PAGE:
As per standard protocol at our sleep diagnostic facility, all patients were administered with a detailed questionnaire by the sleep technologist prior to undergoing a diagnostic PSG. For non-English speaking patients, language interpreters or family members assisted with the questionnaire when available. The questionnaire was designed to provide information on demographics, Aboriginal status, age, sex, alcohol consumption, smoking history, and medical co-morbid conditions, such as the presence of diabetes, hypertension, and heart disease (including cardiac arrhythmia, coronary artery disease, and rheumatic heart disease). To assess subjective daytime symptoms of sleep disorder, the Epworth Sleepiness Scale (ESS) was utilized. Anthropometric measurements including weight, height, neck circumference (in the standing position at the level of the cricothyroid membrane), and body mass index (BMI) were also recorded.
Level 1 and level 2 PSGs were performed at the Darwin-based sleep service facility accredited by the National Association of Testing Authorities, Australia (NATA) and the Australian Sleep Association (ASA). The sleep studies which were performed and analysed during this study period were according to the 2007 American Academy of Sleep Medicine recommendations and as described in the previous study.28 All failed sleep studies, type 3, type 4 (limited sleep studies), continuous positive airway pressure (CPAP) initiation/titration studies, and studies in which AHI or sleep architecture was not available were excluded.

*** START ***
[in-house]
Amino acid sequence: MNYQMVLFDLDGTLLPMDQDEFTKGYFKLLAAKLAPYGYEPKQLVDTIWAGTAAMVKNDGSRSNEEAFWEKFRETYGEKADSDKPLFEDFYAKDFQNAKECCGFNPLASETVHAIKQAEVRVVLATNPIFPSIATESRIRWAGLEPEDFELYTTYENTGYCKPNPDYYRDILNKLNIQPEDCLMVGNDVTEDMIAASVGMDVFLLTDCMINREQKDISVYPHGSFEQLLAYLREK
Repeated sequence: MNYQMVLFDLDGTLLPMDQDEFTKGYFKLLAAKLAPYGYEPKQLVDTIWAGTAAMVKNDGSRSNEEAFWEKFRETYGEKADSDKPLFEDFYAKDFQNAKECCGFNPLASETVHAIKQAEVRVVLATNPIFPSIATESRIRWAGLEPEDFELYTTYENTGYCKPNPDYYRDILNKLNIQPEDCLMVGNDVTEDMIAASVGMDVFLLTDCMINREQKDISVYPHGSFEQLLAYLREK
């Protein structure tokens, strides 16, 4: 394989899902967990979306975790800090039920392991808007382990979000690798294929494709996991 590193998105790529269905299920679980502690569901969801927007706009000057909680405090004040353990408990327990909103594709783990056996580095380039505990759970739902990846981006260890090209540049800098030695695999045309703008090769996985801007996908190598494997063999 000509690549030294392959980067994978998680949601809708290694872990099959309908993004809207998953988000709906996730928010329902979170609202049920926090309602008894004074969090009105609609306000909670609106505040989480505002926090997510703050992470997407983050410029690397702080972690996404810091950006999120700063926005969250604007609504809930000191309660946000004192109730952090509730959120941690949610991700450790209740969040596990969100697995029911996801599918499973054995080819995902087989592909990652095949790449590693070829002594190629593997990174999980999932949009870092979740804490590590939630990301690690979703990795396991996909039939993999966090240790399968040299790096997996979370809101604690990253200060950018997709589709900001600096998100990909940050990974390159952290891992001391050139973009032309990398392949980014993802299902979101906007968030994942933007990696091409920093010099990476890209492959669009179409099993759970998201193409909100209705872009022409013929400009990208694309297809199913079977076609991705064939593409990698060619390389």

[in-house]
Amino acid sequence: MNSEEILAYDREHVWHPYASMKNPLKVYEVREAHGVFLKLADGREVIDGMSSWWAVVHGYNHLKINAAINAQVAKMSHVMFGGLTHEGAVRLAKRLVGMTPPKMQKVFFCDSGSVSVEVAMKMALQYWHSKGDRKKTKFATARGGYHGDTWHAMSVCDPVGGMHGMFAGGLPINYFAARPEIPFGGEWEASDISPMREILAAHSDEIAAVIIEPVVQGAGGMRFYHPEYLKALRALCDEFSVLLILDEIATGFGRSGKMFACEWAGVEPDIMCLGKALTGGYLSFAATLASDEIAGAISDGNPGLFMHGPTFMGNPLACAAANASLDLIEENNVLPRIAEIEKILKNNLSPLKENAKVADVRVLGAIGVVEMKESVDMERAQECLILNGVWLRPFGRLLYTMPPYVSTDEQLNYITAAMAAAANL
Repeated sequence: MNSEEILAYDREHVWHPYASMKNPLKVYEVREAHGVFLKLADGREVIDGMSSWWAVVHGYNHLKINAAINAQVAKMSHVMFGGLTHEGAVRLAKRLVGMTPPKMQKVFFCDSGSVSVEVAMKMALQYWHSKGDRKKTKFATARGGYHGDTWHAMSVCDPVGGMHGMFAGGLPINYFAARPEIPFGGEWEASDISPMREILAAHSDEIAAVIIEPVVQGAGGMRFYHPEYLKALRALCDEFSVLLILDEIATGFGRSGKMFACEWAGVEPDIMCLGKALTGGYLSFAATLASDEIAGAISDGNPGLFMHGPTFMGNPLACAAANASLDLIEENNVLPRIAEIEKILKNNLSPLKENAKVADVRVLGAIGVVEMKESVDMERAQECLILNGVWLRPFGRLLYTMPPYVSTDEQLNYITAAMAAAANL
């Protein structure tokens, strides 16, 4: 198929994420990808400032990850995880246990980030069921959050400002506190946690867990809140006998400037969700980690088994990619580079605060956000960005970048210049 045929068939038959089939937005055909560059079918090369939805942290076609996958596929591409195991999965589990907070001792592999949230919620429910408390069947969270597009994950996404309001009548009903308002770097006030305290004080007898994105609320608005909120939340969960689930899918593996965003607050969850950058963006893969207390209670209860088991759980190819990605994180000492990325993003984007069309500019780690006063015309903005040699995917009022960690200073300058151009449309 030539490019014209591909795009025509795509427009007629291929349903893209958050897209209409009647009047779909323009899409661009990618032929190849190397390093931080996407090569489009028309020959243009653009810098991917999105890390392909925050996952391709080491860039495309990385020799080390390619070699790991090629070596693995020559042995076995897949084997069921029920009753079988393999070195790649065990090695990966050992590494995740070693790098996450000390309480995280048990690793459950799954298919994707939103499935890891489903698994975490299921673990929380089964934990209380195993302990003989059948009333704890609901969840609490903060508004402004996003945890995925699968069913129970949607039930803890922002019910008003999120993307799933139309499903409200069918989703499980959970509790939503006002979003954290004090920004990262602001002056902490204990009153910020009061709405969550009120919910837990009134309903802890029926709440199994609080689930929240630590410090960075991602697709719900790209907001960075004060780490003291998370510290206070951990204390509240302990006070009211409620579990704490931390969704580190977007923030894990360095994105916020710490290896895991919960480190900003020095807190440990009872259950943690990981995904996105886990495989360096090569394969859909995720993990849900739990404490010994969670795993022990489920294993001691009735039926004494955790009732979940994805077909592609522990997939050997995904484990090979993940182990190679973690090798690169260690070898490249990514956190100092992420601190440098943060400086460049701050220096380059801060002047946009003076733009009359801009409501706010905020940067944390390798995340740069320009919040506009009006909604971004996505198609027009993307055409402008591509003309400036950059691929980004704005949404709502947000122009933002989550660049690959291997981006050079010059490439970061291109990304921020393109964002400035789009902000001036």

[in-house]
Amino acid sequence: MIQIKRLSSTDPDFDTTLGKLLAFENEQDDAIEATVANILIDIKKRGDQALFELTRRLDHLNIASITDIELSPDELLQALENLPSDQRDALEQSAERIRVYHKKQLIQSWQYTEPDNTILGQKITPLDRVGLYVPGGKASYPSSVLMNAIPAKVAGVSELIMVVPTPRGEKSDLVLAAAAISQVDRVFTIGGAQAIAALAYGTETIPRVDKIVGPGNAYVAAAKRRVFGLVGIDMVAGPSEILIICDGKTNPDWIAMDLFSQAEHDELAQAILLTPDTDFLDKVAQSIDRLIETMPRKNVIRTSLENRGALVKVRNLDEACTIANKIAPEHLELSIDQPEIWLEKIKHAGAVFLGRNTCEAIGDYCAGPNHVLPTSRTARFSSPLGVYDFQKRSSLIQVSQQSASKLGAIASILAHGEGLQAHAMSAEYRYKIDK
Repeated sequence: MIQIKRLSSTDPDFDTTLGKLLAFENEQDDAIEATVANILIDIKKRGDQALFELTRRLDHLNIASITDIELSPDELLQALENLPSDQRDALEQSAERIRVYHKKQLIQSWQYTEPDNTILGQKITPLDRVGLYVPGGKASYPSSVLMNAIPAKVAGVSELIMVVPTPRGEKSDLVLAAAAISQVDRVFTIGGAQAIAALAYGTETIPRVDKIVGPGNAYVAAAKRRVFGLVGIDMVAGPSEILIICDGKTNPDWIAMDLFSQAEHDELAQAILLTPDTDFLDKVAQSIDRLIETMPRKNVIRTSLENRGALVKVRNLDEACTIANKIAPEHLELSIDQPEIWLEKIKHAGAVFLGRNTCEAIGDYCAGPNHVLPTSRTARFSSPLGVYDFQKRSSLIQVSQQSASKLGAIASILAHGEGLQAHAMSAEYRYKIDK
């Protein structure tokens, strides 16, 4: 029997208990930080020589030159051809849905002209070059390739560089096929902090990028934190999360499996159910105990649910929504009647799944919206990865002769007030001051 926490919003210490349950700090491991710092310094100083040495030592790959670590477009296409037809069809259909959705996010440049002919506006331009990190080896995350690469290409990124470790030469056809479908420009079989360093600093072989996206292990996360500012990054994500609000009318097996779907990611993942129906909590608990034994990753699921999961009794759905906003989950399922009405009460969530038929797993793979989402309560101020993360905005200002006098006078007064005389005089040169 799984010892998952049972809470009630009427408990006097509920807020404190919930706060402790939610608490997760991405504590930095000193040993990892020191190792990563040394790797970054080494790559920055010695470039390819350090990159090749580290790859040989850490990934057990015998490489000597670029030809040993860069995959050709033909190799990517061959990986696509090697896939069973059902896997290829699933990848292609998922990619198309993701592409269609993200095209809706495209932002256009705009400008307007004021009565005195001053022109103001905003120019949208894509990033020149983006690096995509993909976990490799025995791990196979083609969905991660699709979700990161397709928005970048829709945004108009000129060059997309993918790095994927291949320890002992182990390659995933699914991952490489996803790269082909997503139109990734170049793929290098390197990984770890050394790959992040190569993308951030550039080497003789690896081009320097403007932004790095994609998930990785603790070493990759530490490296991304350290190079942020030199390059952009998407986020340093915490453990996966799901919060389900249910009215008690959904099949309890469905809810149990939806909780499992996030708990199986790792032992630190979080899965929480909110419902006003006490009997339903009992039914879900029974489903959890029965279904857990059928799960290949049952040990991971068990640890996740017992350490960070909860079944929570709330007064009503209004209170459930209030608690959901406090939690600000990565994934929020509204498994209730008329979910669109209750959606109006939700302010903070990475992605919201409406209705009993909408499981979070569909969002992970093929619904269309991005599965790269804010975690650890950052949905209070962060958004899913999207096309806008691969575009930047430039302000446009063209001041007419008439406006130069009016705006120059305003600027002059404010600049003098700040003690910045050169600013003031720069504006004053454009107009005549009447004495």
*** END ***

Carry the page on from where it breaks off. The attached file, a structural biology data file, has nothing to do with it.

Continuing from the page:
Statistical analysis was conducted in Stata/SE 15. The assumption of normality was checked using Shapiro–Wilk test. The data are not normally distributed. Thus, continuous data was described with median and interquartile range (IQR) and was analyzed with a Wilcoxon rank-sum (Mann–Whitney) test. Categorical data was described with count and percentages and was analysed with a chi-squared (χ2) test.
The participants’ characteristics were first compared according to gender and second according to gender in each OSA category. Ordered logistic regression was used to investigate what factors influence the severity of OSA in male and female genders. These factors include participants’ demographic characteristics and medical co-morbid conditions. Statistical significance is set at P<0.05. All individual clinical parameters were analyzed as per medical records entries. The numbers of available information of each individual data are shown in respective areas when appropriate.
This study is a part of the NT sleep health study approved by the Human Research Ethics Committee of the Northern Territory Health Service (TEHS) and Menzies School of Health Research. (Reference no: HREC2012-1886). Individual consent from the study participants was not obtained, as the study was retrospective in nature and no active pharmacological or non-pharmacological interventions were investigated during this study. Investigators involved in this study are the usual specialist care providers for the patients included in this study and have access to patients’ medical records and sleep study reports as a part of their usual medical care. Hence, separate patients’ consent to access their medical records or the sleep study reports was not required.
Demographic and Baseline Clinical Characteristics